What To Do With a 547-Page Probate File

Frederick Scheiber Probate File MilwaukeeSee that? That there is seven inches of genealogical awesomeness.

I’ve been trying to get my hands on this probate file for years. I knew it was big, because Frederick Scheiber was a lawyer, and lawyers leave behind big files. I knew it would take hours to get through it. With little kids at home, it’s hard to get down to the courthouse for a block of time that big.

A few months ago, my husband took some time off and stayed home with the kids so I could finally tackle this file. I put on my outside-the-house clothes, drove downtown, paid for parking, and went to the probate office.

Guess what? They couldn’t find it. The person who knew how to find old files was out to lunch. I waited an hour and a half, then finally gave up, because I had to be someplace else. I was not happy. I gave up on working on it onsite, and asked them to make me a copy, even though it was a dollar a page. The clerk said someone would call me for my credit card number.

The person who knows how to find old files apparently came back from lunch eventually, because she emailed me. Her email said, “Are you sure you want a copy of this whole file? It’s at least 200 pages, and it’s a dollar a page.”

She was wrong. It turned out to be 547 pages. I went back downtown a couple of weeks ago, and they handed me that 7-inch stack you see above. SEVEN INCHES OF PROBATE. In the Land of Genealogy, I’m pretty sure that’s like winning the lottery…and I would need to win the lottery to pay for a dollar a page on a file like that.

My original plan was to mark the pages I wanted copied, but when I actually saw it, I realized that wasn’t going to work. For one thing, the papers are all folded in thirds individually, so marking them was impractical if I wanted to keep them in their original order and keep from damaging them. Also, I only had three hours, and I didn’t think I could get through reading each page to determine whether I needed a copy of it or not. I really wanted the whole thing, so I could take it home and digest it on my own time.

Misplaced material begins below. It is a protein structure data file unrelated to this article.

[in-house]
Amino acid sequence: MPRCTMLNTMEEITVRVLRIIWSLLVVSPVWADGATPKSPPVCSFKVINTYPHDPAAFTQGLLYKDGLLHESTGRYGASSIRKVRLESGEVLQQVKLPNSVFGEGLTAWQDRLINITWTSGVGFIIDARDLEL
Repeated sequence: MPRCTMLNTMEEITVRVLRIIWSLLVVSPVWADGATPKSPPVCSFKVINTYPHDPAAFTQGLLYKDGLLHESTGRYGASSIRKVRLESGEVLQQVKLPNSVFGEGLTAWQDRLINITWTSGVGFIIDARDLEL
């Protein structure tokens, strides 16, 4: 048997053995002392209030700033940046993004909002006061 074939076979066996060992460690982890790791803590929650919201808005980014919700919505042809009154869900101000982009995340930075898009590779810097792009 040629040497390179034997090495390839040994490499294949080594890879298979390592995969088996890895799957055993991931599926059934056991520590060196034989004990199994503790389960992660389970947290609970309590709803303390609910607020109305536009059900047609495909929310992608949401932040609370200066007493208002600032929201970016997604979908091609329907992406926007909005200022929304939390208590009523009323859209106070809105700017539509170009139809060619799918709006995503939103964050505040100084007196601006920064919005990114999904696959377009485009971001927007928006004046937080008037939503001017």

Then I remembered I had my camera in my purse, from my trip to the zoo with the kids the day before. I asked if I could take pictures of each page. They looked at me like I was nuts, but said, “Well, uh, sure, I guess so.”

So, in the three hours I had, I frantically took pictures. My camera is just a little point-and-shoot model; I think I paid $100 or so for it. It’s not fancy. I used the close-up setting (the one with a picture of a flower…your camera probably has this too). I couldn’t tell whether the pictures were going to come out or not from the tiny little screen, but I figured it was worth a shot.

It was. The results are not as good as a nice neat flatbed scan, but they’re good enough to read. Every single page is readable. The biggest challenge was the fact that the pages had been folded for 98 years, so they didn’t lie flat. I did the best I could, but the next time I do something like this, I’ll bring little beanbags or something to hold them flat. Instead, I tried to use my left hand to hold them flat while taking the photo with my right hand. This didn’t work that well, because my arms aren’t that long, and also because I now have to look at pictures of the chipped nail polish I was wearing that day for the rest of my genealogical life.

But I got all 547 pages. My battery ran out on page 450 or so, so I had to come back the next morning to finish, but I got it done. It was a whole lot faster than scanning or photocopying would have been; you can take photos pretty quickly when you get into a rhythm. Now I get to digest the entire file, which is awesome, because in a file that size, the definition of “genealogically valuable” can be broad. For example (click to enlarge):

Here’s a bill for acknowledgement cards that was one of many submitted to the estate for payment. This one, though, is from Alsted-Kasten Company, a Milwaukee jeweler. Charles J. Kasten, one of the owners, was the son-in-law of the deceased.

I love this. It’s a receipt for beer. Fred died on 10 June of kidney failure, but he was still taking delivery of his usual case of beer every month, right up until three days before he died. Welcome to Milwaukee German genealogical research…where even the probate files have beer in them.

So this is my tip for this week: If you’re on a research trip or otherwise pressed for time, and you’re faced with a larger-than-expected file, try using your camera. It’s fast, it’s cheap…and it might be good enough.

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